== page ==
Benefits claimants face a “postcode lottery” in which the mood of jobcentre staff can decide whether sanctions are imposed, MPs have heard.
SNP MP Mhairi Black wants a law change to ensure the process for deciding if sanctions should be applied is governed by “clear cut rules”.
The Work and Pensions Committee member said jobcentre staff do a “tremendous job given the system they have to work with”.
But she said her proposals recognise everyone has “bad” or “grumpy” days and would seek to prevent the mood of staff, or other factors, from “ruining someone else’s day”.
A consultation with more than 9,000 responses has taken place as part of work behind Ms Black’s Benefit Claimants Sanctions (Required Assessment) Bill.
Among the proposals is a “code of conduct” to set out the procedure for assessments, including how a claimant’s caring responsibilities, mental and physical health plus housing situation are considered.
It also seeks to make changes to the Universal Credit system.
Ms Black said “formal written advice” which people can “fully understand” is still needed to help people understand their “claimant commitment” – which outlines what they will be required to do in return for receiving Universal Credit.
Moving the Bill’s second reading, Ms Black (Paisley and Renfrewshire South) said: “As many people will know, it’s quite hard to get a private member’s bill to pass.
“While I, and I imagine my colleagues, would want to get rid of the sanctions regime altogether because we disagree with it, I’m trying to use this private member’s bill to make a genuine small change that the Government can hopefully get on board with.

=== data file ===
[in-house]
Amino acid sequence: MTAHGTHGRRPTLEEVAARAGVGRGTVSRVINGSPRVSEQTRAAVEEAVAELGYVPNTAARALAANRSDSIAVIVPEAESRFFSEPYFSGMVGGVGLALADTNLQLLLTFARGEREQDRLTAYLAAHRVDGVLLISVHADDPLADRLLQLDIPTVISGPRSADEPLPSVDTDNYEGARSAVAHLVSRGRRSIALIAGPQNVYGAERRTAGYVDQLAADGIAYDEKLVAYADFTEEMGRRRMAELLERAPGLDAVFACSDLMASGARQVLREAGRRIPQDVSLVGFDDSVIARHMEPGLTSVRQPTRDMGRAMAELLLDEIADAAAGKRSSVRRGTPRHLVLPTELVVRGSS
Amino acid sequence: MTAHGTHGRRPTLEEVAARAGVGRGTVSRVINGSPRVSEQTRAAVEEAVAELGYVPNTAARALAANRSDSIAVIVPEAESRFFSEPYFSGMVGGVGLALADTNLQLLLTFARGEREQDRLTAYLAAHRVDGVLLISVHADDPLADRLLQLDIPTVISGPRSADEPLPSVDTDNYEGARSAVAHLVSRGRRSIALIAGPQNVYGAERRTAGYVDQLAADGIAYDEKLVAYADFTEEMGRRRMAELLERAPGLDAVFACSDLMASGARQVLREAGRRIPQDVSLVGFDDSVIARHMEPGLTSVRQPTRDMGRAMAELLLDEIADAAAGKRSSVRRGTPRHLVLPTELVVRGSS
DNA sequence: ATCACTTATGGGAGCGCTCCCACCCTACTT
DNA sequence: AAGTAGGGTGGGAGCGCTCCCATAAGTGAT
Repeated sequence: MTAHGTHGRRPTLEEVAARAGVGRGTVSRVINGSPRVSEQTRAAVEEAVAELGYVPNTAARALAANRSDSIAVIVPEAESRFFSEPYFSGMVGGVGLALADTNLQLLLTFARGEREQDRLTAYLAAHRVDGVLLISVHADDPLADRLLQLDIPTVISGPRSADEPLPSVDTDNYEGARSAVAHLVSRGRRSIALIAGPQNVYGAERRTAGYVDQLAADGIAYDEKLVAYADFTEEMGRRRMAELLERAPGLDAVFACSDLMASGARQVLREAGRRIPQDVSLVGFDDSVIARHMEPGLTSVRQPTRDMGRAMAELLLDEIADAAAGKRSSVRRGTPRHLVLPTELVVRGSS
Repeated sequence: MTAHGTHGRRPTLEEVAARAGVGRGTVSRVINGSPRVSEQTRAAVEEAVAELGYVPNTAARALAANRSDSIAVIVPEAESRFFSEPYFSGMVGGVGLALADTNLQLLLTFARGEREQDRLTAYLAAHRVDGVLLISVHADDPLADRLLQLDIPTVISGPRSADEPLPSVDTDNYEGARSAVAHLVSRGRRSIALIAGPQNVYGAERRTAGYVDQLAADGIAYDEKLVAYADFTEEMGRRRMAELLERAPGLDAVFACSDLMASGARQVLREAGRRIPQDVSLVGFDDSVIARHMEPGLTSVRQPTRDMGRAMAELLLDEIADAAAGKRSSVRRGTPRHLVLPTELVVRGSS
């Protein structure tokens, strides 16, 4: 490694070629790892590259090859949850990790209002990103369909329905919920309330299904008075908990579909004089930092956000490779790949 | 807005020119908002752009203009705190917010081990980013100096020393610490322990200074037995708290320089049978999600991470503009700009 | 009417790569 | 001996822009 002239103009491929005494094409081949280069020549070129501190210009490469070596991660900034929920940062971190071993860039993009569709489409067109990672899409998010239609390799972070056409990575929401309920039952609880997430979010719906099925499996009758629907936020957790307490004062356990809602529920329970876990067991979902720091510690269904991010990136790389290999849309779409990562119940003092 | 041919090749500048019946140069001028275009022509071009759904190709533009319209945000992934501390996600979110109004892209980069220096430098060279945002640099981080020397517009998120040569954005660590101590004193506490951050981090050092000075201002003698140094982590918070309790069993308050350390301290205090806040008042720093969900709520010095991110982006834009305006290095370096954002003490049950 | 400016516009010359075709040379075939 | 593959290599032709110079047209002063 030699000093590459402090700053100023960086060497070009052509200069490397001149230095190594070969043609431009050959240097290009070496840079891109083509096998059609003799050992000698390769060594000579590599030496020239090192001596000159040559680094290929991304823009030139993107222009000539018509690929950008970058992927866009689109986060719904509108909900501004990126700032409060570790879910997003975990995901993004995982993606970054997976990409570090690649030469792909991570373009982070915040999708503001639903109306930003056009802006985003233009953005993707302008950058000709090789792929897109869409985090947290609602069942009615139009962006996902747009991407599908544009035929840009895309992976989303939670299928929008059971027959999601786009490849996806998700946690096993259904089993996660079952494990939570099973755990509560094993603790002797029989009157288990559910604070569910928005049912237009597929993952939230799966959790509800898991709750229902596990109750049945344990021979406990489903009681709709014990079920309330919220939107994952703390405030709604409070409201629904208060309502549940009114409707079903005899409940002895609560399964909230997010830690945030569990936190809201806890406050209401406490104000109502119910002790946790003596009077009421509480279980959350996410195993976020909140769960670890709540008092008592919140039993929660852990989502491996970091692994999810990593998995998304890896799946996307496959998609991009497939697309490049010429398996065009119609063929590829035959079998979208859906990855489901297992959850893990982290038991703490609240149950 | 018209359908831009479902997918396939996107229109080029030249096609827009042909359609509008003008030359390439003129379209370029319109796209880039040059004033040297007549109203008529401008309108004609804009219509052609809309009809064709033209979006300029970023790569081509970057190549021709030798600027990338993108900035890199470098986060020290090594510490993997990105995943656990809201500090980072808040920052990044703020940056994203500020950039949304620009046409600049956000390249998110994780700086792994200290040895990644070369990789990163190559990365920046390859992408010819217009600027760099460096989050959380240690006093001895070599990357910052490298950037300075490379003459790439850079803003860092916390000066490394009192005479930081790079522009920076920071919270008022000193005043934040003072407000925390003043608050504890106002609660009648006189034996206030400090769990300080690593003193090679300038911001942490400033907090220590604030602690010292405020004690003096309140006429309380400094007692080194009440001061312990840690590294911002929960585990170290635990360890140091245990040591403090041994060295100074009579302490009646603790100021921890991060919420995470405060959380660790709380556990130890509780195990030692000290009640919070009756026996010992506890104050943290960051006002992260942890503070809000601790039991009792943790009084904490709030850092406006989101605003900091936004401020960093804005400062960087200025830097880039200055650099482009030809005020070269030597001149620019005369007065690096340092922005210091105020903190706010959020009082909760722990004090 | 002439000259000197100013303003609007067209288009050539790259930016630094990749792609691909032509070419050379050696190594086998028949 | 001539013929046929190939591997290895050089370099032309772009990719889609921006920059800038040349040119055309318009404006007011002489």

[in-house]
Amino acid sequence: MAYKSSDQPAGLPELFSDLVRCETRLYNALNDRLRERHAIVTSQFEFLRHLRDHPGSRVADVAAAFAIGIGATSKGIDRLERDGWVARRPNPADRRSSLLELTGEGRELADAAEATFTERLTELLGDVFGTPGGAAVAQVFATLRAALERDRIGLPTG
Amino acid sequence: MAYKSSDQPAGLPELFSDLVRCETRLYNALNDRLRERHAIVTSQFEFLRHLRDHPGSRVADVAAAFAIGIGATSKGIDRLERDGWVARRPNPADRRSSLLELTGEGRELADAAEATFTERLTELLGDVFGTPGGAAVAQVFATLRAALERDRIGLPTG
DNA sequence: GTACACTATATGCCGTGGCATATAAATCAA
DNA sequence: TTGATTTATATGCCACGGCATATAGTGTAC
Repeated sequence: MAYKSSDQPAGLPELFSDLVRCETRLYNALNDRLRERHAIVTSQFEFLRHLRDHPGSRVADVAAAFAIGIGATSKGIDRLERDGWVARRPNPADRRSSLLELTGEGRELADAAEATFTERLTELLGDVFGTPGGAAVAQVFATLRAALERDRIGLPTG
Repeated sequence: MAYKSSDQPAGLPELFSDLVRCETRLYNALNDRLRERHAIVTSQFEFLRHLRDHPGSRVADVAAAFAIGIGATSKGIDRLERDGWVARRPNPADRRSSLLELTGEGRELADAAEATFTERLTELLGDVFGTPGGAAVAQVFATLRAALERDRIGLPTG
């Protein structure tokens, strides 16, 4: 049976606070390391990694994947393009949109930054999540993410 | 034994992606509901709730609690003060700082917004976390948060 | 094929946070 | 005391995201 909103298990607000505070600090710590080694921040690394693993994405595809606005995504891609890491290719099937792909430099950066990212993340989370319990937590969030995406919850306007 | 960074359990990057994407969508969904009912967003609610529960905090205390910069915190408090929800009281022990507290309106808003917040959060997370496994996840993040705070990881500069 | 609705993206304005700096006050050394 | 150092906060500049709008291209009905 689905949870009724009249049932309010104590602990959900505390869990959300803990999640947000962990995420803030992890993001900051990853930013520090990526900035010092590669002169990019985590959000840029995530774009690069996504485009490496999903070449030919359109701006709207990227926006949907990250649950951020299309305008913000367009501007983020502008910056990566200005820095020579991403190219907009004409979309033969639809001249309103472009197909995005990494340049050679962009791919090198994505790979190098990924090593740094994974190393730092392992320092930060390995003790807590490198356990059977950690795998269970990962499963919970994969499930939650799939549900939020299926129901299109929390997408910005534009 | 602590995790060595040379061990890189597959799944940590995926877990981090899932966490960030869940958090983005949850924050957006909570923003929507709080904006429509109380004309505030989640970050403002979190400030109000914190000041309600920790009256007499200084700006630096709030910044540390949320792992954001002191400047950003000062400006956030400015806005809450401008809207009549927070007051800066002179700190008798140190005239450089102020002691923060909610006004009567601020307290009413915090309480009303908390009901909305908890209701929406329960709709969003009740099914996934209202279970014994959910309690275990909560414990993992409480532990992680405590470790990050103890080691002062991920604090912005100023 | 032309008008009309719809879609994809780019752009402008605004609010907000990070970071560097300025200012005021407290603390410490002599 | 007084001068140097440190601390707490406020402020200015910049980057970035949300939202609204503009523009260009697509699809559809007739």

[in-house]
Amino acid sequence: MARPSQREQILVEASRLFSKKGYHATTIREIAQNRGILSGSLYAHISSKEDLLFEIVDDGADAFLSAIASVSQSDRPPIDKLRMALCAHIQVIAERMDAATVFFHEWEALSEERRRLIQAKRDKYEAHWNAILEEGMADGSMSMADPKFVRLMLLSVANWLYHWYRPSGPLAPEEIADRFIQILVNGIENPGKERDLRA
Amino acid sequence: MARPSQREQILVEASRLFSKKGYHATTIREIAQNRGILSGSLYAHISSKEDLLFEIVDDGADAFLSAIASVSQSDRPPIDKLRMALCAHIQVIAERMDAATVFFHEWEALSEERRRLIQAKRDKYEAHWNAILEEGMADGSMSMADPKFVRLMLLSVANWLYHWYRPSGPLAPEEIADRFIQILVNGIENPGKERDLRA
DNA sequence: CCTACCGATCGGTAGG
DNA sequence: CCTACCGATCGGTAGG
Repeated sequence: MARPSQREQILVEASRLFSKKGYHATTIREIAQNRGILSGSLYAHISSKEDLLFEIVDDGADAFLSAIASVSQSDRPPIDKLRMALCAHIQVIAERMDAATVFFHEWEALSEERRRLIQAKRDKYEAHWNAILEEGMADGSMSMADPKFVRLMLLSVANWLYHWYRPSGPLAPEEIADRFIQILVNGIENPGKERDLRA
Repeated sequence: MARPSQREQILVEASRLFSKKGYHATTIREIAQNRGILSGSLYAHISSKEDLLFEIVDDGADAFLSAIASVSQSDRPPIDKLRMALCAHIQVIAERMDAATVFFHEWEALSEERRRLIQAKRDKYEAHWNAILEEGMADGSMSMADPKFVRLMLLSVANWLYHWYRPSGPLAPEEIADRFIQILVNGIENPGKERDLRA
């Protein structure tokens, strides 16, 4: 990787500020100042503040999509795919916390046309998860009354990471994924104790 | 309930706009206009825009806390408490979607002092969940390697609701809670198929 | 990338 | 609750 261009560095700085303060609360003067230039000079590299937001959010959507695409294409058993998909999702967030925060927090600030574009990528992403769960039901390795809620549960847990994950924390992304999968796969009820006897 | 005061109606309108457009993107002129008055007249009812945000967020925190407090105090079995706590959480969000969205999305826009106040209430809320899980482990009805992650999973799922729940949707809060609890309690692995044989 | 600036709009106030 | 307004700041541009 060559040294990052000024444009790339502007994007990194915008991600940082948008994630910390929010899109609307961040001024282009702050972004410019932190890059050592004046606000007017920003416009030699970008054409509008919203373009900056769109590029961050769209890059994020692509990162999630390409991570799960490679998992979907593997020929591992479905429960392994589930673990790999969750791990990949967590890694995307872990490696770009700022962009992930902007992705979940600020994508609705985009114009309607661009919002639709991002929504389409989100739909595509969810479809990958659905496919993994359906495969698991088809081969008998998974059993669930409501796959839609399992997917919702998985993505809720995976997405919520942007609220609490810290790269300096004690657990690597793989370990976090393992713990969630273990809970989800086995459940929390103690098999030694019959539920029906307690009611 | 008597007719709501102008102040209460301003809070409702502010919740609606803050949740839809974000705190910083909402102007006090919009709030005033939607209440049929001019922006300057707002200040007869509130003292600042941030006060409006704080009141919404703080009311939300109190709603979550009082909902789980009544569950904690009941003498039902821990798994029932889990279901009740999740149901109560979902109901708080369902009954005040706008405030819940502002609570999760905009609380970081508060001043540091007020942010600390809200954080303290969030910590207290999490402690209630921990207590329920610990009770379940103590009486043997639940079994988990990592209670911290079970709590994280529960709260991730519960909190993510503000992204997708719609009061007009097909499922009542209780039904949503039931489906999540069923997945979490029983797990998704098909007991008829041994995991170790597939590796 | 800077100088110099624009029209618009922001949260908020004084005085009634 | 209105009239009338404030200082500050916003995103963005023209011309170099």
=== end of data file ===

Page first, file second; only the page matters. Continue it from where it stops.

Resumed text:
“I’m not trying to be controversial. It’s trying to make a genuine small change.”
Ms Black said there is a “dramatic variation” throughout the UK as to how many sanctions are applied and why, with pressure on jobcentre staff and a lack of clear instructions available to them.
She quoted a person who replied to the consultation, telling MPs: “They went on to say ‘staff are human, staff can make mistakes, they can like or dislike clients, and their individual views can affect how they deal with the individuals on their case load – if they don’t like or trust someone they are much more likely to sanction than if they like or have sympathy for the individual’.
“Again, I must emphasise this is not a criticism of jobcentre staff. I think they do a tremendous job given the system they have to work with.
“But it is a recognition that we’re all human. We all have bad days. We all have grumpy days.
“But unless there are clear cut rules and regulations of conduct in place, that bad day can translate in to ruining someone else’s day and that simply cannot happen when you have someone else’s livelihood and survival in your hands.
“This creates a postcode lottery of sorts. It creates a situation whereby how you’re treated is completely dependent on where your assigned jobcentre happens to be in, who you happen to get as your work coach, and what mood they happen to be in.”
Tory Helen Whately (Faversham and Mid Kent) questioned this claim by Ms Black, telling the SNP MP: “A little earlier you did make the point on how the process works, having a decision-maker who is separate and not the individual’s normal work coach to avoid that personal dynamic.
“So it doesn’t make sense what you’re saying on this point.”
Ms Black said she believed Ms Whately was “confusing” two separate issues.
Ms Black earlier said she visited a jobcentre in South Thanet as part of her duties on the Work and Pensions Committee.
She told MPs she would refer to the Kent constituency as a “leafy, prosperous, Conservative, happy suburb where there doesn’t seem to be that many real hard issues”.
Tory former cabinet minister Michael Gove, intervening, said: “South Thanet is not a leafy suburb. It is one of the most deprived parts of the south east of England.”
He added: “Members of the Scottish National Party should not be selective in their championing of those suffering poverty.”
The Bill is unlikely to become law without Government support.